The conflict between the Democratically-controlled House and President Trump has entered a new phase, when House Speaker Nancy Pelosi barred Donald Trump from giving the State of the Union speech in the House of Representatives. Trump backed down and postponed the address, but surely this is just a skirmish in the overall war. And there is no end in sight for the government shutdown.
As the passions rise on all sides, I can’t help but to think about another conflict between a head of state and a legislature, which took place centuries ago.
In 1642 the King of England Charles I entered the Parliament accompanied by armed guards in an attempt to arrest five members of the commons on the grounds of high treason.
This escalation of a conflict, which had been bubbling for years at that point, was a trigger that directly led to the English Civil war.
Charles lost the war, was tried, and executed.
What is less broadly known is that after the restoration of the monarchy in 1660, the Parliament condemned to death several dozens of people who were responsible for Charles I’s execution (including the 59 judges who signed the death warrant). A number of them were hanged and quartered (which is a particularly gruesome way of execution). Some of those who escaped to Europe or New England, were hunted down and also executed.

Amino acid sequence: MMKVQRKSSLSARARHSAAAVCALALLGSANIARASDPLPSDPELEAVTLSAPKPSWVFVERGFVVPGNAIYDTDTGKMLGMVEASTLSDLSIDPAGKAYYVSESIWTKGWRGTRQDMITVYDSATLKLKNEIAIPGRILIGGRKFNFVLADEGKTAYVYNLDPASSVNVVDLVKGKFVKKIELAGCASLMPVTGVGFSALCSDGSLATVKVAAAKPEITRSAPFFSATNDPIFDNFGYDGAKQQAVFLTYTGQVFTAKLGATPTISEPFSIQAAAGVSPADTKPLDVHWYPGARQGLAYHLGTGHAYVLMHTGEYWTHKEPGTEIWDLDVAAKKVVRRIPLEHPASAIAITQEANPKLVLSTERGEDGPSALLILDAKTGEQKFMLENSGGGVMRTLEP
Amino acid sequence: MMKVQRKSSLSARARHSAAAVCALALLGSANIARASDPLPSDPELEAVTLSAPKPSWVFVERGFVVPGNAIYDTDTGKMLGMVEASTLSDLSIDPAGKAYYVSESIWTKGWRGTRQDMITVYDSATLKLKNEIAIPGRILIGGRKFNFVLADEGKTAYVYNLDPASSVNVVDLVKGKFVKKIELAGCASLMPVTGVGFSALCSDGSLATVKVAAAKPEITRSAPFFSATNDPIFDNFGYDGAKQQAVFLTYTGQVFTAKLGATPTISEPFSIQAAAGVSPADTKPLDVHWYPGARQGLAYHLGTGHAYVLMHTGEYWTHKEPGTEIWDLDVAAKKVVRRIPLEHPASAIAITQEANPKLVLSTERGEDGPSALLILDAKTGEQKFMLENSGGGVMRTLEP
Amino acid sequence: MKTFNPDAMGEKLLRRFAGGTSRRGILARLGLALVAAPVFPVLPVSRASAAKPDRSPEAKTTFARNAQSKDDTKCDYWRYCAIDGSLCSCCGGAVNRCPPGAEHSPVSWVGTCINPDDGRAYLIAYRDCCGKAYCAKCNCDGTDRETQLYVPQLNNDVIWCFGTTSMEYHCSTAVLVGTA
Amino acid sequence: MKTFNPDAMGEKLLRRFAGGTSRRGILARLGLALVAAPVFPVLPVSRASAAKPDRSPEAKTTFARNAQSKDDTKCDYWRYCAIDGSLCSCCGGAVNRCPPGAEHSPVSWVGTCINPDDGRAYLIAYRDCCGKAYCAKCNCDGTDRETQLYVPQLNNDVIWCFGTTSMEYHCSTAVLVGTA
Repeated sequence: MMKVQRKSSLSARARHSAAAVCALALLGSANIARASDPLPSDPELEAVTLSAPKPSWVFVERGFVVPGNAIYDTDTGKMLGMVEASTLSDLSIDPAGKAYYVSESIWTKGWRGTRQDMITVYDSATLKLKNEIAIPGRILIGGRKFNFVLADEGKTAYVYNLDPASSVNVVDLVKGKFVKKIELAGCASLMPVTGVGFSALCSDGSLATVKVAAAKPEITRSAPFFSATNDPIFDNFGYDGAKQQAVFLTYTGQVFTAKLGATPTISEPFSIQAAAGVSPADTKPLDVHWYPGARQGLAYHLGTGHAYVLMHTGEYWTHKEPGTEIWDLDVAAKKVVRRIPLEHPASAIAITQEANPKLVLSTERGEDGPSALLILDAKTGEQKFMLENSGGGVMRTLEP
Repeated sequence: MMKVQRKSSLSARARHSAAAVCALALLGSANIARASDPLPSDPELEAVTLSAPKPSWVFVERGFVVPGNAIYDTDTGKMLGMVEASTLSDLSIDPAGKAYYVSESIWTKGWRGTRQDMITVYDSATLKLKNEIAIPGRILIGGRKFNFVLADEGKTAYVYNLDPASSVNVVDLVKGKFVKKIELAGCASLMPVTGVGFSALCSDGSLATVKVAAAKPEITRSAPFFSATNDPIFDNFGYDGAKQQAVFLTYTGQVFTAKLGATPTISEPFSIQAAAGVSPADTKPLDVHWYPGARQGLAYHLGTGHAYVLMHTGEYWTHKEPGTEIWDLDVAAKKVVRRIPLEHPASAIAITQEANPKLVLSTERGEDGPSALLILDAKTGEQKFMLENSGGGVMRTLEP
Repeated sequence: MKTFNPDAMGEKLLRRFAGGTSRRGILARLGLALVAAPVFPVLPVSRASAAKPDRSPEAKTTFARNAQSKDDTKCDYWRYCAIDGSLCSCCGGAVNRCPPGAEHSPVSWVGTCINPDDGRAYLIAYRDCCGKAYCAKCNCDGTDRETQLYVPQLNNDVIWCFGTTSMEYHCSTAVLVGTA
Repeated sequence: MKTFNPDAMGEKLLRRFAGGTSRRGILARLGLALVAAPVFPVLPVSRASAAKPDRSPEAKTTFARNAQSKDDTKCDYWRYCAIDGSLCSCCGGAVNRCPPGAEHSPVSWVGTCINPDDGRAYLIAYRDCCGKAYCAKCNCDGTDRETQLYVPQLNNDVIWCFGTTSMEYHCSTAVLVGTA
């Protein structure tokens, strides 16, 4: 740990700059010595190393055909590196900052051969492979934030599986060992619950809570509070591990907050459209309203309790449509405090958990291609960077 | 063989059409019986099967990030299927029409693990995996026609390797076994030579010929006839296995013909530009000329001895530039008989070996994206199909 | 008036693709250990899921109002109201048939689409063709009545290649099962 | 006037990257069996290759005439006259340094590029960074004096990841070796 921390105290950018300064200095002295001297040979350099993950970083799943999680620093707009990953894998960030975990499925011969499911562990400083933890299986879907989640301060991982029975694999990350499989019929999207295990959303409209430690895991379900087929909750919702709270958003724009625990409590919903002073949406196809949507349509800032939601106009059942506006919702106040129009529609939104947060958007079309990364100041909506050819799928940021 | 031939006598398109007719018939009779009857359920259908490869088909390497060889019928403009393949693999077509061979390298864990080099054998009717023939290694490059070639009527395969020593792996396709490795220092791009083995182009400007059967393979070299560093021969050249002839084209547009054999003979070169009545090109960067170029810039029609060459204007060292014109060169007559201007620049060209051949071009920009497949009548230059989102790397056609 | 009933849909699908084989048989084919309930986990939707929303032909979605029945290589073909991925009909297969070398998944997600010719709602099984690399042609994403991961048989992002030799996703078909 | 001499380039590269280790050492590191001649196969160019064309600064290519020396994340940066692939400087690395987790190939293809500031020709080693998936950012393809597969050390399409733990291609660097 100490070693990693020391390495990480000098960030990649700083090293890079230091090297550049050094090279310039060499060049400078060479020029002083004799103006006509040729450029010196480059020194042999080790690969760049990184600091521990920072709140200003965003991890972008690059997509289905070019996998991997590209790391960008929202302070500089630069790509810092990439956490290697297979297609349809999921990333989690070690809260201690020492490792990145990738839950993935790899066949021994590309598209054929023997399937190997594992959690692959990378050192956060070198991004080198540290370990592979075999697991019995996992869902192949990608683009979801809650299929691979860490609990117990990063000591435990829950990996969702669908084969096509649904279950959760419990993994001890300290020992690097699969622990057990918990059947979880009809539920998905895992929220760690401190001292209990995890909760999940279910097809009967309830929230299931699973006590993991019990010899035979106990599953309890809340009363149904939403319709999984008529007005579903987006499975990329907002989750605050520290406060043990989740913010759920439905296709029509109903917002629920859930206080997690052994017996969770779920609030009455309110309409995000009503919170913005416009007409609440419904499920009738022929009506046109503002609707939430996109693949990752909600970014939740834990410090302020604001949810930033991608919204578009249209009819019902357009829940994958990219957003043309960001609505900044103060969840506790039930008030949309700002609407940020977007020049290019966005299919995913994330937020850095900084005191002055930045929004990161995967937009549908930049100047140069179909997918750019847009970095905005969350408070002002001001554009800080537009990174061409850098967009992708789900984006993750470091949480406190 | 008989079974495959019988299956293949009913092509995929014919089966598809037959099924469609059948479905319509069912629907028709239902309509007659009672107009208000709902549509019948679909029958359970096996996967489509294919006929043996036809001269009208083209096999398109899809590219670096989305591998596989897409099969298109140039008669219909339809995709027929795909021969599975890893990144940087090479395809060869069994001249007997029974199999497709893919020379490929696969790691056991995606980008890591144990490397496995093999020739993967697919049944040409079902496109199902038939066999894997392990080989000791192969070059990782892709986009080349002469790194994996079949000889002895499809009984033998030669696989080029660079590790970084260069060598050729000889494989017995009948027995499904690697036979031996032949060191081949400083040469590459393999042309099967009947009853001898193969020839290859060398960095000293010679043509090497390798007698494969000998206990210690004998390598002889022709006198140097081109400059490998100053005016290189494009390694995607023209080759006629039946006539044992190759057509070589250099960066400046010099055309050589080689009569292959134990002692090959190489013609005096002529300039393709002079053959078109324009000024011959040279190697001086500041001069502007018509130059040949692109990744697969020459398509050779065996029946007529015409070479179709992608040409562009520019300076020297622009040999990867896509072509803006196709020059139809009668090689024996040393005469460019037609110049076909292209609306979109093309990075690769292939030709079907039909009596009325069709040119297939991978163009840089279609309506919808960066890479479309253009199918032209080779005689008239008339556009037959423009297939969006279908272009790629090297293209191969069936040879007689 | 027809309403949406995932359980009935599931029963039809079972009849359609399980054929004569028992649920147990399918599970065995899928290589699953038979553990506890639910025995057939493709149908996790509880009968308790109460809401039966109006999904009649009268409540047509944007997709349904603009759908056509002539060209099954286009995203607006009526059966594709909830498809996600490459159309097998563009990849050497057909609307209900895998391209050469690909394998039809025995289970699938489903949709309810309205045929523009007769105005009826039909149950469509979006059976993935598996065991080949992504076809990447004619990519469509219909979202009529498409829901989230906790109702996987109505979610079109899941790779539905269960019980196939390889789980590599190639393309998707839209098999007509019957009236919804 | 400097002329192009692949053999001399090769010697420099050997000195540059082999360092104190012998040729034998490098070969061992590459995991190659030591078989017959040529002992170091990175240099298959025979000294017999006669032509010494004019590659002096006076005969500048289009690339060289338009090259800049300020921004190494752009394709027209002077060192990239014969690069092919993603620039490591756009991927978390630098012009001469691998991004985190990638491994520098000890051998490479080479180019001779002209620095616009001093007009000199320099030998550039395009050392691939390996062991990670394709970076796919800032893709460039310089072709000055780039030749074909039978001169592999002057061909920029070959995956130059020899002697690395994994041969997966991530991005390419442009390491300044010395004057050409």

Is there a lesson in this history? Of course, the situation today is different. Trump did not escalate, instead backing down. In any case, Trump is no Charles I (after all, Charles I was the head of the established elites, while Trump is a counter-elite, using the jargon of the structural-demographic theory). And one hopes that today we are more civilized (although I wouldn’t bet on it). If there is a lesson, then it’s a general one: escalation of the conflict may result in a conflagration in which there are no winners.
Postscriptum (added Jan 25): Another interesting parallel with the prelude to the English Civil War is in how the Long Parliament undermined Charles I — not by striking at him directly, but by stripping him of loyal supporters. As soon as the Parliament
assembled on 3 November 1640 [it] quickly began proceedings to impeach the king’s leading counsellors of high treason. Strafford was taken into custody on 10 November; Laud was impeached on 18 December; John Finch, now Lord Keeper of the Great Seal, was impeached the following day, and he consequently fled to the Hague with Charles’s permission on 21 December. To prevent the king from dissolving it at will, Parliament passed the Triennial Act, which required Parliament to be summoned at least once every three years, and permitted the Lord Keeper and 12 peers to summon Parliament if the king failed to do so. The Act was coupled with a subsidy bill, and so to secure the latter, Charles grudgingly granted royal assent in February 1641. Source: Wikipedia
Charles assured Strafford that “upon the word of a king you shall not suffer in life, honour or fortune.” But then
Charles, fearing for the safety of his family in the face of unrest, assented reluctantly to Strafford’s attainder on 9 May after consulting his judges and bishops. Strafford was beheaded three days later.